Court Of Appeals Affirms Sholam Weiss's Convictions On Racketeering, Fraud, And Money Laundering Charges
Tampa, FL - Acting United States Attorney A. Lee Bentley, III announces that the United States Court of Appeals for the Eleventh Circuit upheld the 1999 convictions of former fugitive Sholam Weiss on 78 counts of racketeering, wire fraud, interstate transportation of stolen funds, money laundering, and other offenses arising from his participation in a scheme to defraud National Heritage Life Insurance Company ("NHLIC").
The evidence at trial established that Weiss had been instrumental in causing NHLIC a loss of more than $125 million and had worked with certain NHLIC insiders to hide those losses from company executives and state insurance regulators while, at the same time, enriching himself with the company's assets. During his nine-month trial in 1999, Weiss absconded while the jury was deliberating. Following the jury's return of a guilty verdict on all counts of the indictment, the Honorable Patricia C. Fawsett, United States District Judge, sentenced Weiss in his absence to serve 845 years' imprisonment, imposed a $123,399,910 fine, ordered him to pay $125,016,656 in restitution, and ordered him to forfeit money and property. When law enforcement officers eventually found Weiss living in Austria, that country extradited him to the United States in 2002, after which the district court vacated one of his counts of conviction (obstruction of justice) and reduced his sentence to 835 years' imprisonment, in compliance with the terms of the extradition.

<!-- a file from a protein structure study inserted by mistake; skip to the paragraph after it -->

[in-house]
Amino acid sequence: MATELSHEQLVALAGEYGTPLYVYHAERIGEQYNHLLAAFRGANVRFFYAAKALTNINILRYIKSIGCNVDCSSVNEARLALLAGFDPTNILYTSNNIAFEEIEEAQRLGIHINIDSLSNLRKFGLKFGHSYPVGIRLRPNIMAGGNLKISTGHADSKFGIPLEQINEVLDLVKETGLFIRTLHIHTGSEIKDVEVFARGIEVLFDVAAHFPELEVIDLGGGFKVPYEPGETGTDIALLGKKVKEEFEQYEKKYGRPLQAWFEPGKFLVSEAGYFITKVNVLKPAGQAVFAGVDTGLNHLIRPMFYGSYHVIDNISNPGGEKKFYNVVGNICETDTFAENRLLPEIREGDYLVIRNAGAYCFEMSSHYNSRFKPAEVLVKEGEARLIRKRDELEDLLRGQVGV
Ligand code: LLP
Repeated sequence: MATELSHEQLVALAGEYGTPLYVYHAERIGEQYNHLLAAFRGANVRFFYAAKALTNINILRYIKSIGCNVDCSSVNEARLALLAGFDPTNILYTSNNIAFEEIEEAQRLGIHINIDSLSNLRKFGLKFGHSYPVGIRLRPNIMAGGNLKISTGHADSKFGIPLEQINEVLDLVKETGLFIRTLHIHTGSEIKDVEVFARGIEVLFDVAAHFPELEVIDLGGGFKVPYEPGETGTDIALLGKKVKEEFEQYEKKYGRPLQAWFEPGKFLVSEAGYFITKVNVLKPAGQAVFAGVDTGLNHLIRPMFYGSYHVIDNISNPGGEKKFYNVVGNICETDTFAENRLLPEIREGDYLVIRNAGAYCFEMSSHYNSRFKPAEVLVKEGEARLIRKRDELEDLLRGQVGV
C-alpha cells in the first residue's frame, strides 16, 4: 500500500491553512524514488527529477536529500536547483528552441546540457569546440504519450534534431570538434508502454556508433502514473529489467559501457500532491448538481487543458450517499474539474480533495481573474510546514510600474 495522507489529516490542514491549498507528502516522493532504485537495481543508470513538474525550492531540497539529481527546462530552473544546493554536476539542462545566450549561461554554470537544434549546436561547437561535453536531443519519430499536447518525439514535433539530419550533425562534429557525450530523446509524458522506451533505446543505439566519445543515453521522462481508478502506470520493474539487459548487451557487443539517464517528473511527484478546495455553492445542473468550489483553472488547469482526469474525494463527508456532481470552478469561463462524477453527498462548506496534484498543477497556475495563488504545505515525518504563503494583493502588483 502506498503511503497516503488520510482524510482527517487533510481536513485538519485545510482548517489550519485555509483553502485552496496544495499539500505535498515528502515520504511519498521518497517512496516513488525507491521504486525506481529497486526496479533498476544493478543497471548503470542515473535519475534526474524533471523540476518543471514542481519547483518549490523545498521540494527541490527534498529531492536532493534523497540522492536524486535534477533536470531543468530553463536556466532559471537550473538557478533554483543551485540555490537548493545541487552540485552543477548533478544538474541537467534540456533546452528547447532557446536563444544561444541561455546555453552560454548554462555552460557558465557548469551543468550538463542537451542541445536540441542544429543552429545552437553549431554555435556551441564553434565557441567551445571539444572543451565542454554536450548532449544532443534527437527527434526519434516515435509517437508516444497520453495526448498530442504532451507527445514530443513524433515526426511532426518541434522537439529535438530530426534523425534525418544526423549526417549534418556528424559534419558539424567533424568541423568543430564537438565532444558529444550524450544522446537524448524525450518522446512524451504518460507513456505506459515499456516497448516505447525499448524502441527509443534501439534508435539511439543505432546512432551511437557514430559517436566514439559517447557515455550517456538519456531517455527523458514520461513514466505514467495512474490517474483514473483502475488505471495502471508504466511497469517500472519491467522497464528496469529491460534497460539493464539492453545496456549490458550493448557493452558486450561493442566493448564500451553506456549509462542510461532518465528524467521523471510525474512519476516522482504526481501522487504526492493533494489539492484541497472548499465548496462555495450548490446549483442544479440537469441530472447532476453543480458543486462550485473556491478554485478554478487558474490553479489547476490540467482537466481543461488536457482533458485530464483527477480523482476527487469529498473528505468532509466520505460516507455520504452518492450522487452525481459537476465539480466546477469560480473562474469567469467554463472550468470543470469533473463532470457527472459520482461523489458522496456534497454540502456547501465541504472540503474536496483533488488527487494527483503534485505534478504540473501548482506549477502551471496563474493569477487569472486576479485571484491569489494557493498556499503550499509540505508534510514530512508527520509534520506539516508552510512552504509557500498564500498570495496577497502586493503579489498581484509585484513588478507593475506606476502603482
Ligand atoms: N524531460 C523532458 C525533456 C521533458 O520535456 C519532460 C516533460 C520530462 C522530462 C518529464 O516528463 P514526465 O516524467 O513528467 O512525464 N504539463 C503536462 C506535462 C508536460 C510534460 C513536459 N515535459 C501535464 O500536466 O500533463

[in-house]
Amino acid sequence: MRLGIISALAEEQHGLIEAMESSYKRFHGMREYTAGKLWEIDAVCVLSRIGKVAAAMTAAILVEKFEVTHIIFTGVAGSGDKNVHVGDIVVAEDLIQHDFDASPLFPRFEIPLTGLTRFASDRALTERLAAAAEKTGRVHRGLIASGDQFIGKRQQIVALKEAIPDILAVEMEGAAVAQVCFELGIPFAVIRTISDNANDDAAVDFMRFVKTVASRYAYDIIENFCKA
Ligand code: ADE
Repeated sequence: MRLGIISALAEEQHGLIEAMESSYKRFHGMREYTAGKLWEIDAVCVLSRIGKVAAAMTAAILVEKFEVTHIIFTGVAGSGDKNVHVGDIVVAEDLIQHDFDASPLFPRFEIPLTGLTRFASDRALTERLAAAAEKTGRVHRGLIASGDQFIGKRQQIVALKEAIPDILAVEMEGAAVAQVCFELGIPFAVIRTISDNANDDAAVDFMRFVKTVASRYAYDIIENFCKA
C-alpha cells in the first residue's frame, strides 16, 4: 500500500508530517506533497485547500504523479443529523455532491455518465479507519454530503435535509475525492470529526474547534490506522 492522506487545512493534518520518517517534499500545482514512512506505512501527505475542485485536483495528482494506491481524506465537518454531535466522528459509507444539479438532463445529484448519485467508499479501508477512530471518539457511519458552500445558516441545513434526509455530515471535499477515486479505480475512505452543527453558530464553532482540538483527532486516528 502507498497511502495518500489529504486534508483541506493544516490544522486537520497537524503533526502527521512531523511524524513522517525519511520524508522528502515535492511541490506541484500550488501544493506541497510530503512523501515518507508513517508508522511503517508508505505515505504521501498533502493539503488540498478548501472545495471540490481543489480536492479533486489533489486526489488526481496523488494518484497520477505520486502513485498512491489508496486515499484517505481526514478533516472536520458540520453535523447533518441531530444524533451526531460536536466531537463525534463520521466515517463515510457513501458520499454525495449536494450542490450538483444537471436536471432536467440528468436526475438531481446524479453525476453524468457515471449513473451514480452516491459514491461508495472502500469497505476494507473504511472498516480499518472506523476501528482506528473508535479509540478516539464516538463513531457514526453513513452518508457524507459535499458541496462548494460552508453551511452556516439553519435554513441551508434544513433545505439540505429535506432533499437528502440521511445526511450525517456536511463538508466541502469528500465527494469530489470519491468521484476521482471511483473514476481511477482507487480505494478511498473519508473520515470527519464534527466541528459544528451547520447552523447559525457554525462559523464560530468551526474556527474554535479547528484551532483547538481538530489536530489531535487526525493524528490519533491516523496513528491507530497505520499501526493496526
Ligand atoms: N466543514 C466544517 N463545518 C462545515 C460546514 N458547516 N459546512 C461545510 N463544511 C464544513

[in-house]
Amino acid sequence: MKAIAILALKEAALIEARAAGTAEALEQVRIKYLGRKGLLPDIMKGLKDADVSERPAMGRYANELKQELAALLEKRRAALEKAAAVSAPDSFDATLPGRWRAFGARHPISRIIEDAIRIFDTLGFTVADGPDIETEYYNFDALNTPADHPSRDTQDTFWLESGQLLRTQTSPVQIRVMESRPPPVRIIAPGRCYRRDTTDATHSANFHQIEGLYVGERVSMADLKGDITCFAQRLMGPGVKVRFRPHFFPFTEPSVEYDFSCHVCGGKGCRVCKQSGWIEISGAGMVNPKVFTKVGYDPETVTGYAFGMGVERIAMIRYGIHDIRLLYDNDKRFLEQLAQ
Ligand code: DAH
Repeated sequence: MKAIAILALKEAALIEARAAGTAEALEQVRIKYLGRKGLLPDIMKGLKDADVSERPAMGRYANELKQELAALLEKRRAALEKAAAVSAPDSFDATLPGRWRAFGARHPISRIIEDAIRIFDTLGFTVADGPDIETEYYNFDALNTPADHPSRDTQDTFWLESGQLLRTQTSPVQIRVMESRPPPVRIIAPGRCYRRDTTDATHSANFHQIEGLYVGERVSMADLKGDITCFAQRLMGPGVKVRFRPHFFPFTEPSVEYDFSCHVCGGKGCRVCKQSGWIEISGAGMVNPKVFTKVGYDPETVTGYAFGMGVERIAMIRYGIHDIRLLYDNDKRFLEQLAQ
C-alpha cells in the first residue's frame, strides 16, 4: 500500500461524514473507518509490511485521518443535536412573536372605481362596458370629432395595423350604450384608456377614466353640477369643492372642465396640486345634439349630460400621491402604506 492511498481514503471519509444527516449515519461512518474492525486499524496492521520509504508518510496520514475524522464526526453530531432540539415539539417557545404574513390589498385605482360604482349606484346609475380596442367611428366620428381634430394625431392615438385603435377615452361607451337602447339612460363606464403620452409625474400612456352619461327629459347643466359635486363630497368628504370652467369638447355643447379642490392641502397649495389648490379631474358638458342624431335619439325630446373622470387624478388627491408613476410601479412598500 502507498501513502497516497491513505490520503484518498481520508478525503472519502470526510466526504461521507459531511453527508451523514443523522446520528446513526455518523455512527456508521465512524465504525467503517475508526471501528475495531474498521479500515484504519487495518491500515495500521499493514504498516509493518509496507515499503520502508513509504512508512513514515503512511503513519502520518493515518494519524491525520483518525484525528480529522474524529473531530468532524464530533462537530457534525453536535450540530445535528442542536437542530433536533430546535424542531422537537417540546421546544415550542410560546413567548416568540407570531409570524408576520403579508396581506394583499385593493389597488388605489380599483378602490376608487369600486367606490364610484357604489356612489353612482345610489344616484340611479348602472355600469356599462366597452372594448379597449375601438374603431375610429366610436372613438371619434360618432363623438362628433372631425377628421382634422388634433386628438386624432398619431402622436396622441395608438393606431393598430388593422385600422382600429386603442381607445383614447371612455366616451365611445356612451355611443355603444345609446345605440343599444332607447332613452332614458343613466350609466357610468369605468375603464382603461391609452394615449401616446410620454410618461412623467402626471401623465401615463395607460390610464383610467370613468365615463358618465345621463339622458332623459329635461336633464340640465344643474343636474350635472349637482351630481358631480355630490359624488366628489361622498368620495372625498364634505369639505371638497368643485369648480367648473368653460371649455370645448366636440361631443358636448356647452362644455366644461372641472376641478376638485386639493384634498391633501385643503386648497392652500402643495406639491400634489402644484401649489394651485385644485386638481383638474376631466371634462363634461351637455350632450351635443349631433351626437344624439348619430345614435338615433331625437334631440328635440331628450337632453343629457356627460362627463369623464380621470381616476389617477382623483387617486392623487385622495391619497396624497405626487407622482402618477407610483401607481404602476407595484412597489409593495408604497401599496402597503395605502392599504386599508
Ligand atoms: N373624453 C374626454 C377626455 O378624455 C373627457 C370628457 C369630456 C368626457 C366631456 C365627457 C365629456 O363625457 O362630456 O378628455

Weiss argued on appeal that his convictions should be vacated because, at the time of his trial, prosecutors had served a subpoena on one of his attorneys, Robert Leventhal, thereby effectively disqualifying Leventhal from representing Weiss at trial. But, after hearing oral argument last week, the Eleventh Circuit Court of Appeals held that "there is no evidence that the government acted in bad faith when it subpoenaed Leventhal’s testimony." The Court also said that Leventhal could not have represented Weiss at trial anyway because Weiss had created a conflict of interest; he had used Leventhal to submit documents and recordings to investigators, and those documents and recordings, unbeknownst to Leventhal, were fraudulent. The Court also rejected Weiss' contention that the district court had erred when instructing the jury on the wire fraud counts of the indictment.
The appeal was handled by former Assistant United States Attorney Judy K. Hunt and Assistant United States Attorney Linda Julin McNamara. The underlying case was prosecuted by Hunt and former Assistant United States Attorney Thomas W. Turner (now a judge in the Ninth Circuit Court of Florida). The case was investigated by the Federal Bureau of Investigation, the United States Postal Inspection Service, and the Internal Revenue Service.